The majority of people who suffer the partial or total loss of the hand’s motor skills report a drastic reduction in the quality of life due to the consequent inability to carry out many activities of daily life. Performing tasks often taken for granted, such as buttoning a shirt, using the phone, or grasping utensils for cooking or eating becomes frustrating or almost impossible due to reduced grip strength and poor motor control of the hand that afflicts these people.
A research team from Harvard University and the Wyss Institute for Biologically Inspired Engineering, coordinated by Prof. Conor Walsh and led by Dr. Leonardo Cappello, has recently developed a wearable robotic system with the purpose of helping these people.
Two research participants living with traumatic, motor complete spinal cord injury are able to walk over ground thanks to epidural stimulation paired with daily locomotor training. In addition, these and two other participants achieved independent standing and trunk stability when using the stimulation and maintaining their mental focus.
The research, conducted at the Kentucky Spinal Cord Injury Research Center at the University of Louisville, was published online early and will appear in the Sept. 27 issue of the New England Journal of Medicine.
After his physiotherapy ended, a quadriplegic created his own wall gym
Antonio Ramunno knew he shouldn’t have been out on his motorcycle, but it was such a beautiful night. It was almost four years ago. He said he was just ‘pissing around’, doing stuff he knew he shouldn’t.
That’s when he lost control of his bike and wiped out. When he woke up, the 46-year-old’s C-5 vertebrae was injured and he didn’t have any feeling below his chest.
In UCLA study, magnetic stimulation of lower spine eliminates need for catheter for up to 4 weeks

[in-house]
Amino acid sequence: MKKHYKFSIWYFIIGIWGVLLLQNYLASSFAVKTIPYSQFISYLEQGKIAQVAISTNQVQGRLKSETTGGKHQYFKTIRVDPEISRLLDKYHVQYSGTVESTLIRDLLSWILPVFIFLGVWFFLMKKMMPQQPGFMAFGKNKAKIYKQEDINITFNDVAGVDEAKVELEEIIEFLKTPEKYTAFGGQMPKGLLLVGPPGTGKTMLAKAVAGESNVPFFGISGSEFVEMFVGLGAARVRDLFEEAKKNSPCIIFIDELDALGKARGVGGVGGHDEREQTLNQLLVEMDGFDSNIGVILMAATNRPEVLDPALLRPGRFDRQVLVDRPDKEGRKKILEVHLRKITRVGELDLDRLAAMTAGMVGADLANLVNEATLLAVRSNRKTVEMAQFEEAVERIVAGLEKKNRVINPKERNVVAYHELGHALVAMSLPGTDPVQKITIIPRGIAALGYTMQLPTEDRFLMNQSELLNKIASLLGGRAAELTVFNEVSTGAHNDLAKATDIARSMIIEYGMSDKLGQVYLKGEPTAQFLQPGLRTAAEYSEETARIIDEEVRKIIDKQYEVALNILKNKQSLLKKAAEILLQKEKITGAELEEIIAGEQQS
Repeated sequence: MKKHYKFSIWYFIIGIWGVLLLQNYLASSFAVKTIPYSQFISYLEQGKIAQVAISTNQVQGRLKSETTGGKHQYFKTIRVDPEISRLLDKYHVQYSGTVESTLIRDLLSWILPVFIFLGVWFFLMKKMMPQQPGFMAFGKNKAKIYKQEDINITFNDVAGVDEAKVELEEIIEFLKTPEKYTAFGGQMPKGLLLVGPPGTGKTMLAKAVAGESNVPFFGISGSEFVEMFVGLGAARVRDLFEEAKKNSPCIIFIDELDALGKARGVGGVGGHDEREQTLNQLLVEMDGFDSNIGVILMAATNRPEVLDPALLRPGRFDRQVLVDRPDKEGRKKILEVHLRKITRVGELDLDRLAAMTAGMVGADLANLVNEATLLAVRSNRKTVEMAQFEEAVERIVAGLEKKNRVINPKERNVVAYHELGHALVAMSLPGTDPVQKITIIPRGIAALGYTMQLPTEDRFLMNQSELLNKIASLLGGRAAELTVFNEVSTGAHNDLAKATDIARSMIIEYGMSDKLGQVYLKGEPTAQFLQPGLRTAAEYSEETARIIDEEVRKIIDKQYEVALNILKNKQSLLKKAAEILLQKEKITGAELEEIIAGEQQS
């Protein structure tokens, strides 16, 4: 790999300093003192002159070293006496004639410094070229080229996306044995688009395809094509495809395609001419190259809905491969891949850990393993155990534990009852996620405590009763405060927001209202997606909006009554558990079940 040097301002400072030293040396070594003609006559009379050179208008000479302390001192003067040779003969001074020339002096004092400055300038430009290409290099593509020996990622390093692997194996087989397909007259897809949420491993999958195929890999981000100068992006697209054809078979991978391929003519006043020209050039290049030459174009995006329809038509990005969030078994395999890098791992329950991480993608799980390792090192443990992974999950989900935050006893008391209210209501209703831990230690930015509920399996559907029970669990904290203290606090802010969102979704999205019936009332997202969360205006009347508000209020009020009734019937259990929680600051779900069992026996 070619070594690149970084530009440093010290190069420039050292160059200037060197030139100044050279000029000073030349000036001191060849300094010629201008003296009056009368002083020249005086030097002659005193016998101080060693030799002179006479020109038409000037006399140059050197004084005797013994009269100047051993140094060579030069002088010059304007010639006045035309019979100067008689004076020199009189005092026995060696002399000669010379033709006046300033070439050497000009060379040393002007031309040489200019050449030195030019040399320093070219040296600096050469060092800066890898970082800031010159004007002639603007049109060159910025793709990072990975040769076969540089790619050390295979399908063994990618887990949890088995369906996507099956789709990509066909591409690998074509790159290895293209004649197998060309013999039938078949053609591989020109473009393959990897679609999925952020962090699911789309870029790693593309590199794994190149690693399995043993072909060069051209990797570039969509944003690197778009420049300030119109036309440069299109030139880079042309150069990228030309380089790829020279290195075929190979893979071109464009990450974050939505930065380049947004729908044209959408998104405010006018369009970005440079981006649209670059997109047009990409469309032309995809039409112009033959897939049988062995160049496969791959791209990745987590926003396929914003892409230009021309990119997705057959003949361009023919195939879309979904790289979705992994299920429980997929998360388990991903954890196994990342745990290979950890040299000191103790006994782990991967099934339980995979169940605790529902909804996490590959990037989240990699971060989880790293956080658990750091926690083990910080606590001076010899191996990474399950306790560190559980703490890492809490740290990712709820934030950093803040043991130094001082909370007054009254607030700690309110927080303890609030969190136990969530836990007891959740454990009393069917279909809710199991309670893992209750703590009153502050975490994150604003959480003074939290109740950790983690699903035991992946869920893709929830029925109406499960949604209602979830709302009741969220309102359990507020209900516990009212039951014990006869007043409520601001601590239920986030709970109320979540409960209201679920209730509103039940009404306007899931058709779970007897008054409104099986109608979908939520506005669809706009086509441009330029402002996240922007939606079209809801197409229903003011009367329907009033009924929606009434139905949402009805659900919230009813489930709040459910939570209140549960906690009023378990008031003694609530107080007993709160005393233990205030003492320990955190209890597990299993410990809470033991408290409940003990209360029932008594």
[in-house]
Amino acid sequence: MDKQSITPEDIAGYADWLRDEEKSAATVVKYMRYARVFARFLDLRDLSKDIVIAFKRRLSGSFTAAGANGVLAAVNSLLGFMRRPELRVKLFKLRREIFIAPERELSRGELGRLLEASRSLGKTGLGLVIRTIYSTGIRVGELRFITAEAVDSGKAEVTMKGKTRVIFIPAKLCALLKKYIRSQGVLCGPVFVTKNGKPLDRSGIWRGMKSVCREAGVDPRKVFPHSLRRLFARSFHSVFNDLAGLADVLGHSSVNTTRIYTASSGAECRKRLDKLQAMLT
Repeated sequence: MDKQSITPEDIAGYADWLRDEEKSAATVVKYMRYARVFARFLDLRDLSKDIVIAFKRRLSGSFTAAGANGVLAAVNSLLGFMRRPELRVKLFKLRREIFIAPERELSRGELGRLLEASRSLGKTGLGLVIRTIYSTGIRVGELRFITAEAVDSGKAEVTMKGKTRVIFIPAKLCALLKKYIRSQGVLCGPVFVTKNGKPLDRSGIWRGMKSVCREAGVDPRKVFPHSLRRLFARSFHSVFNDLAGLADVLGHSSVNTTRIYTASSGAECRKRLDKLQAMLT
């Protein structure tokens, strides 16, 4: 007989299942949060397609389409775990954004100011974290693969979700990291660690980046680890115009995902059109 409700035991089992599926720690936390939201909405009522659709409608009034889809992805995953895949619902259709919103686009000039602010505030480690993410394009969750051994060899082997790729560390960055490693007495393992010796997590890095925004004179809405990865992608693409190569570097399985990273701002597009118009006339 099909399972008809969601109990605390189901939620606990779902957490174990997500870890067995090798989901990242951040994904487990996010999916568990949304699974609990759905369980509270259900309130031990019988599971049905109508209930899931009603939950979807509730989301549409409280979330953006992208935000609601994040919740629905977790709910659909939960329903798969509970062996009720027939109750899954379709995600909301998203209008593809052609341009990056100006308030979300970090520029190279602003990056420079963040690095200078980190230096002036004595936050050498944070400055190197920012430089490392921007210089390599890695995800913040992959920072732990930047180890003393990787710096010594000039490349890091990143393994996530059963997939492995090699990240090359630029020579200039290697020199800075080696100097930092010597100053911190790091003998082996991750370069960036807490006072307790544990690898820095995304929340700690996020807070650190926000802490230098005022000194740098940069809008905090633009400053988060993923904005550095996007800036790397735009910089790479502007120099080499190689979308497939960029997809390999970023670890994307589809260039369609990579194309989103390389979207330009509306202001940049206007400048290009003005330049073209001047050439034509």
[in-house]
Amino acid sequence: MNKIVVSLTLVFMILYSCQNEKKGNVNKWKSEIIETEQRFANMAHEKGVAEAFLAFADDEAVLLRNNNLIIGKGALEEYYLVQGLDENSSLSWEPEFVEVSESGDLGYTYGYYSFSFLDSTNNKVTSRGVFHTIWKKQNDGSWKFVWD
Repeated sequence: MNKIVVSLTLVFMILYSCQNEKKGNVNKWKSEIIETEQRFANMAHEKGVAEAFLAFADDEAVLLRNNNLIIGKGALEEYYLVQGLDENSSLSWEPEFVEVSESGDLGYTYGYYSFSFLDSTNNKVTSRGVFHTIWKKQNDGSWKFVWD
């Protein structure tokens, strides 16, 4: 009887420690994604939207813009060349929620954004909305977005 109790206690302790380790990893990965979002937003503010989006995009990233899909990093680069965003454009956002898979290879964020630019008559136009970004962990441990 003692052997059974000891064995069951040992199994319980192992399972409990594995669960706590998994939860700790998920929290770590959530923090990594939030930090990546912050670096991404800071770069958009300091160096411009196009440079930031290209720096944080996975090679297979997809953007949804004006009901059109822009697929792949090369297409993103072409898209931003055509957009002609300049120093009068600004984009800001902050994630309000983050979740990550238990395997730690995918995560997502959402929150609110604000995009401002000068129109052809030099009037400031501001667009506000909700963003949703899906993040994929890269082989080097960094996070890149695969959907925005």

More than 80 percent of the 250,000 Americans living with a spinal cord injury lose the ability to urinate voluntarily after their injury. According to a 2012 study, the desire to regain bladder control outranks even their wish to walk again.
In a study of five men whose injuries occurred five to 13 years ago, UCLA neuroscientists stimulated the lower spinal cord through the skin with a magnetic device placed at the lumbar spine.
After suffering a severe cervical spinal cord injury from a bad fall at work, Scott McConnell had little function remaining in his hands and arms.
At 21 years old, Loren Worthington slid head first into third base, but when he collided with the pitcher’s knee, he was instantly paralyzed. However, two decades after the accident that broke his neck, he discovered that by picking up a camera, he could still feel like he was right in the middle of the action.
‘He’s going up on my wall,’ Norm Shewchuk says of the picture he created on wood
Growing up in Gimli, Man., Norm Shewchuk was passionate about hockey.
But in 1983, a life-altering accident ended his dream of playing the game.
“I was 16 and playing league hockey, and I just went for the puck in the corner and I got cross-checked from behind and I went headfirst into the boards,” Shewchuk said in an interview with CBC News.
A quadriplegic man delighted a stadium of thousands last weekend by playing The National Anthem on a musical device that he created to overcome his disability.
ENGLEWOOD, Colo. — Months after Timmy Brodigan nearly died aboard an Amtrak train, the 16-year-old is taking incredible steps on his long road to recovery.
On December 18, Timmy was on board Amtrak 501, headed to see cousins in Oregon, when it derailed. In a mangled train car, first responders found the 16-year-old upside down and barely breathing.
Timmy ended up in the ICU with a broken neck and several other injuries. He was practically paralyzed and needed a ventilator to breath. At that point, his family didn’t know if he’d survive.
He is representing an offensive lineman in the upcoming NFL draft.